Phyllis Ursetta

(303) 570-1344

phyllis(at)integritydenver(dotted)com

Phyllis Ursetta

(303) 570-1344

phyllis(at)integritydenver(dotted)com

Capitol Hill

Capitol Hill’s borders are Colfax to Seventh and Broadway to Downing.

It was Henry C. Brown who donated land to Colorado for a State Capitol. Henry owned substantial adjacent land and wanted to develop it. Brown built the Brown Palace Hotel. He had no relation to Margaret Tobin Brown (Molly, the unsinkable).

It was Brown who named Broadway, referencing the Broadway of New York City. Broadway Street was the original eastern border of Denver where the diagonal streets of Downtown Denver ended.

Pre-eminent among Capitol Hill’s numerous historical residences are the 1899 William Lang designed Molly Brown House and the 1906 Crawford hill mansion at Sherman and 10th. This French Renaissance Revival extravaganza became home to the “Sacred 36” an elite group of Denver Socialites. Today it’s executive offices.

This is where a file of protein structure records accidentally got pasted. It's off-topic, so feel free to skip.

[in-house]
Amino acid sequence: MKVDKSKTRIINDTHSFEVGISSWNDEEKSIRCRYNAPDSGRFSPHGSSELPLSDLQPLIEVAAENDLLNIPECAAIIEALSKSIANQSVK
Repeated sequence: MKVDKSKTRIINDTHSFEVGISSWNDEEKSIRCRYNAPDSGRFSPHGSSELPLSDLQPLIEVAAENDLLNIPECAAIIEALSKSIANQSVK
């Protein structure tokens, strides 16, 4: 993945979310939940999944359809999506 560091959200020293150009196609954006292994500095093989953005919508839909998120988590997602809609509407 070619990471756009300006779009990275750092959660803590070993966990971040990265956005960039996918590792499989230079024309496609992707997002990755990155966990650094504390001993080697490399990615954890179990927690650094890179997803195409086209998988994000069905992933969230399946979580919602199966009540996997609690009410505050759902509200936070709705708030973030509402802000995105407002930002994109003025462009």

Among Capitol Hill’s numerous Historical Multi-Unit Residences are the 1896 Spanish Colonial Revival Style Sterns Mansion at 1030 Logan, the 1891 Queen Ann Style Pennborough at 1265 Pennsylvania and the 1890 Richardson Romanesque Style Charline Place at 1419 – 1441 Pennsylvania.

Noted for it’s density and diversity, it’s bohemians, gays, punks, politicos, artists, urban homesteaders and professionals, Capitol Hill has a total current population of 15,000 with 11,700 housing units. Home ownership on the Hill is at 18%, while in Denver it’s over 52%. More than 50% of 25 and Over Hill Residents have College Degrees, compared to less than 40% for Denver.

Capitol Hills Links:
Life on Capitol Hill
Molly Brown House


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